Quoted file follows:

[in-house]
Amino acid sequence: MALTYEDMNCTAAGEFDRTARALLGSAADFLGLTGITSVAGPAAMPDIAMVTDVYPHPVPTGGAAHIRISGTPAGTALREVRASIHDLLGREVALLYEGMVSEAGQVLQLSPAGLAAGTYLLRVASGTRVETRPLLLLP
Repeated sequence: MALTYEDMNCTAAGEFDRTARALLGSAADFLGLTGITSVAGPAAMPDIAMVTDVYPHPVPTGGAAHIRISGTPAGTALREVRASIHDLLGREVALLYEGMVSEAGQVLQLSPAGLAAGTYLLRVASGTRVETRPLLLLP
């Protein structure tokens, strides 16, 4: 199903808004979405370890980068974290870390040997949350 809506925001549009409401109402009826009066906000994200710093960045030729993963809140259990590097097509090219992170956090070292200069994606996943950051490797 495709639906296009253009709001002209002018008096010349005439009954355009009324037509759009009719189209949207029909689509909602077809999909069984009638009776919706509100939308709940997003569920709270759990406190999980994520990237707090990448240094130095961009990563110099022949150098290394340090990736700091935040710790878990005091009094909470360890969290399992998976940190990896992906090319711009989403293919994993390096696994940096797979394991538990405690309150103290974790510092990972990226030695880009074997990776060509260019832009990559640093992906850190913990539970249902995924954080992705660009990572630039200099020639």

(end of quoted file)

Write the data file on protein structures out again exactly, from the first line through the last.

[in-house]
Amino acid sequence: MALTYEDMNCTAAGEFDRTARALLGSAADFLGLTGITSVAGPAAMPDIAMVTDVYPHPVPTGGAAHIRISGTPAGTALREVRASIHDLLGREVALLYEGMVSEAGQVLQLSPAGLAAGTYLLRVASGTRVETRPLLLLP
Repeated sequence: MALTYEDMNCTAAGEFDRTARALLGSAADFLGLTGITSVAGPAAMPDIAMVTDVYPHPVPTGGAAHIRISGTPAGTALREVRASIHDLLGREVALLYEGMVSEAGQVLQLSPAGLAAGTYLLRVASGTRVETRPLLLLP
């Protein structure tokens, strides 16, 4: 199903808004979405370890980068974290870390040997949350 809506925001549009409401109402009826009066906000994200710093960045030729993963809140259990590097097509090219992170956090070292200069994606996943950051490797 495709639906296009253009709001002209002018008096010349005439009954355009009324037509759009009719189209949207029909689509909602077809999909069984009638009776919706509100939308709940997003569920709270759990406190999980994520990237707090990448240094130095961009990563110099022949150098290394340090990736700091935040710790878990005091009094909470360890969290399992998976940190990896992906090319711009989403293919994993390096696994940096797979394991538990405690309150103290974790510092990972990226030695880009074997990776060509260019832009990559640093992906850190913990539970249902995924954080992705660009990572630039200099020639």